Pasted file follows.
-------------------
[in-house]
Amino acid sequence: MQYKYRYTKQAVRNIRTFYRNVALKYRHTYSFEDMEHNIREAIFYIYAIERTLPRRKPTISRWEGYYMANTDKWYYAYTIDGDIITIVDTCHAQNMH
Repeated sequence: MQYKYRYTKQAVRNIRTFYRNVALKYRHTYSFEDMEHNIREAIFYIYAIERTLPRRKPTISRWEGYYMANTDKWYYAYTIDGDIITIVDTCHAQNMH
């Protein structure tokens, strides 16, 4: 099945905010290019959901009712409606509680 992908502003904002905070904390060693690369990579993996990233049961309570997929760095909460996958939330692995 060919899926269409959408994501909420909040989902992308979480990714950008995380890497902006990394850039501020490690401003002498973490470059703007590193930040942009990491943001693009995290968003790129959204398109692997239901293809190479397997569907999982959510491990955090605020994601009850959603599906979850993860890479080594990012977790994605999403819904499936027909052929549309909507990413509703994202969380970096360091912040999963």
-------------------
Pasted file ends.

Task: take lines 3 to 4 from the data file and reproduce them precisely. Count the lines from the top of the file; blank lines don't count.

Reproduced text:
Repeated sequence: MQYKYRYTKQAVRNIRTFYRNVALKYRHTYSFEDMEHNIREAIFYIYAIERTLPRRKPTISRWEGYYMANTDKWYYAYTIDGDIITIVDTCHAQNMH
């Protein structure tokens, strides 16, 4: 099945905010290019959901009712409606509680 992908502003904002905070904390060693690369990579993996990233049961309570997929760095909460996958939330692995 060919899926269409959408994501909420909040989902992308979480990714950008995380890497902006990394850039501020490690401003002498973490470059703007590193930040942009990491943001693009995290968003790129959204398109692997239901293809190479397997569907999982959510491990955090605020994601009850959603599906979850993860890479080594990012977790994605999403819904499936027909052929549309909507990413509703994202969380970096360091912040999963």